Japanese automakers including Toyota, Honda, Mazda, Nissan, Subaru, Mitsubishi, Suzuki and Daihatsu have announced an alliance to seek ways of improving fuel economy from both petrol-powered and diesel-powered engines by as much as 30% before the end of the 2020, reports Automotive news.
The newly assembled Research Association of Automotive Internal Combustion Engines put the roughly $20-million project together, with the Japanese government committing to half the cost while the 8 manufacturers will bear the rest of the cost.
The automakers will team up and share basic research on internal-combustion engines with the aim of cutting costs. Eventually, the results of the research will find its way into a production vehicle, although it’s still unclear when we’ll see the fruits of this partnership on the road.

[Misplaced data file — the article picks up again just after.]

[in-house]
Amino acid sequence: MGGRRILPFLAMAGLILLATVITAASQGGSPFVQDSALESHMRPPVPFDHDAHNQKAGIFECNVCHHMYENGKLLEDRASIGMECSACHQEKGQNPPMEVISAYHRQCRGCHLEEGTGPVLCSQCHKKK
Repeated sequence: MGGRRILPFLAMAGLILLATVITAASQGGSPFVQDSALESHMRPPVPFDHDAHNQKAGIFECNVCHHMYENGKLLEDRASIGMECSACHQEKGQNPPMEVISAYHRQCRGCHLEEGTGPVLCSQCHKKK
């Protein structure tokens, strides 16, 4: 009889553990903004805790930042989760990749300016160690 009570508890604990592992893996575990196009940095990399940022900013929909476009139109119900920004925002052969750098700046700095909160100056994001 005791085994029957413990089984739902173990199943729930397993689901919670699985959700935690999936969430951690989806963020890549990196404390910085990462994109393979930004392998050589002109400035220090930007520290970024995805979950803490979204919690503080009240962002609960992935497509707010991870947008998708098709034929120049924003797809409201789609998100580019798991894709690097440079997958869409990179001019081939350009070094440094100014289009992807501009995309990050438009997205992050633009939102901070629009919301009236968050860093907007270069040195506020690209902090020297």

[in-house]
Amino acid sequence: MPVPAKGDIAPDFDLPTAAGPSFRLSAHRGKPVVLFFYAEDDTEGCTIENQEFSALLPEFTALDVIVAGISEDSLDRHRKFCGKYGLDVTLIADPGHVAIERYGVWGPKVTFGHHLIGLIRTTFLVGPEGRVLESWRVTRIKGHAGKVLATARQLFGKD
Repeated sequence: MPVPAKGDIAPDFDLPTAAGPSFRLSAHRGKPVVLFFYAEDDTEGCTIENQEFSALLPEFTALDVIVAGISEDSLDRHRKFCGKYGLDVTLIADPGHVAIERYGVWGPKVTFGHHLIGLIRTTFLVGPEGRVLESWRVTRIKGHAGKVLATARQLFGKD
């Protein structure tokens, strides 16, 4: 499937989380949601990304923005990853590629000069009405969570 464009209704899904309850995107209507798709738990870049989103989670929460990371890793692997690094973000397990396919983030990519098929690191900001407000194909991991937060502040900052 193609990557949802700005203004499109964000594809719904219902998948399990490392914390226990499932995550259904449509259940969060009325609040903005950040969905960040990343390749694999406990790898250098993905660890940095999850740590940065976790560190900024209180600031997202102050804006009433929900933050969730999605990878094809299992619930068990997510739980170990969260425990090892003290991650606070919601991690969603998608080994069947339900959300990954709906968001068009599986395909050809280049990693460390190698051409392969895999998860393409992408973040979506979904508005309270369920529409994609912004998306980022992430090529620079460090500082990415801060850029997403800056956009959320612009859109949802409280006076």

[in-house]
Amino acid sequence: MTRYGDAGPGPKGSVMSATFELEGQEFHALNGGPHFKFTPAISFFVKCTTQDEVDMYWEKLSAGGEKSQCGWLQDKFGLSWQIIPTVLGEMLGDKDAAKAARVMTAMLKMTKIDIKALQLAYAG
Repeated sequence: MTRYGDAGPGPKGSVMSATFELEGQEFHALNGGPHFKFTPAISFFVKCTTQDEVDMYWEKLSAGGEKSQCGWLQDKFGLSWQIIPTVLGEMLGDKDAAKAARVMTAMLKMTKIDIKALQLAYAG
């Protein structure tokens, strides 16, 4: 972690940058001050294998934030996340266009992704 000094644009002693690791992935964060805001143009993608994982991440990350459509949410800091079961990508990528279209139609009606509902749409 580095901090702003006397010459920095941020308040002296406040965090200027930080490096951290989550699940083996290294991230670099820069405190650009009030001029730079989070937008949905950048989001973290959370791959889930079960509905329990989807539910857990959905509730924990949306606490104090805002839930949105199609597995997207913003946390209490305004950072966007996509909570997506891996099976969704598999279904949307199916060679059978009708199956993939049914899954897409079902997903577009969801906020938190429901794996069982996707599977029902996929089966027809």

While the manufacturers have aimed to make improvements by 2020, that goal is part of a larger, 10-year road map, which aims to improve the thermal efficiency of internal combustion engines to 50%. Currently, thermal efficiency in petrol engines is at 39% while diesel is at 42%.
The actual targets of improvements will be quite different based on the type of engine. For instance, Diesel mill will see a focus on reducing NOX emissions and particulate matter, while petrol engines will aim for more complete combustion cycles while reducing knock.
Source: Automotive News